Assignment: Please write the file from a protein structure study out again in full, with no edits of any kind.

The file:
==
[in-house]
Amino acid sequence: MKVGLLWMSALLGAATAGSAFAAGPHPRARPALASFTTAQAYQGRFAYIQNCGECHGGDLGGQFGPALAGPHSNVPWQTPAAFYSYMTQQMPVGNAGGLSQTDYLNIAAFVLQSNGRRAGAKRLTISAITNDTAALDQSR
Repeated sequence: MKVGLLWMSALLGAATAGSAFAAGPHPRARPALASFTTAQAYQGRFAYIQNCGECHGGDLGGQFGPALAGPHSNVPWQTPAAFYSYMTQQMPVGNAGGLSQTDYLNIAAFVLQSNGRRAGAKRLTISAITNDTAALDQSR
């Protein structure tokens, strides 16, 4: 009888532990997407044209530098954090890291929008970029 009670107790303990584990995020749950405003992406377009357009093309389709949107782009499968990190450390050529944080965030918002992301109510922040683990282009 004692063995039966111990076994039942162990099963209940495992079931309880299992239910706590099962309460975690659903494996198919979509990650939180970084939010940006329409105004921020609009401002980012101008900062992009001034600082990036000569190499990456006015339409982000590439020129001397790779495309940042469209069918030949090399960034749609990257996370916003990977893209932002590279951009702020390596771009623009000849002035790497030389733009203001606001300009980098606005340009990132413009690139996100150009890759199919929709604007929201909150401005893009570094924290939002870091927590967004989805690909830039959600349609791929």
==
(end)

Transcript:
[in-house]
Amino acid sequence: MKVGLLWMSALLGAATAGSAFAAGPHPRARPALASFTTAQAYQGRFAYIQNCGECHGGDLGGQFGPALAGPHSNVPWQTPAAFYSYMTQQMPVGNAGGLSQTDYLNIAAFVLQSNGRRAGAKRLTISAITNDTAALDQSR
Repeated sequence: MKVGLLWMSALLGAATAGSAFAAGPHPRARPALASFTTAQAYQGRFAYIQNCGECHGGDLGGQFGPALAGPHSNVPWQTPAAFYSYMTQQMPVGNAGGLSQTDYLNIAAFVLQSNGRRAGAKRLTISAITNDTAALDQSR
């Protein structure tokens, strides 16, 4: 009888532990997407044209530098954090890291929008970029 009670107790303990584990995020749950405003992406377009357009093309389709949107782009499968990190450390050529944080965030918002992301109510922040683990282009 004692063995039966111990076994039942162990099963209940495992079931309880299992239910706590099962309460975690659903494996198919979509990650939180970084939010940006329409105004921020609009401002980012101008900062992009001034600082990036000569190499990456006015339409982000590439020129001397790779495309940042469209069918030949090399960034749609990257996370916003990977893209932002590279951009702020390596771009623009000849002035790497030389733009203001606001300009980098606005340009990132413009690139996100150009890759199919929709604007929201909150401005893009570094924290939002870091927590967004989805690909830039959600349609791929």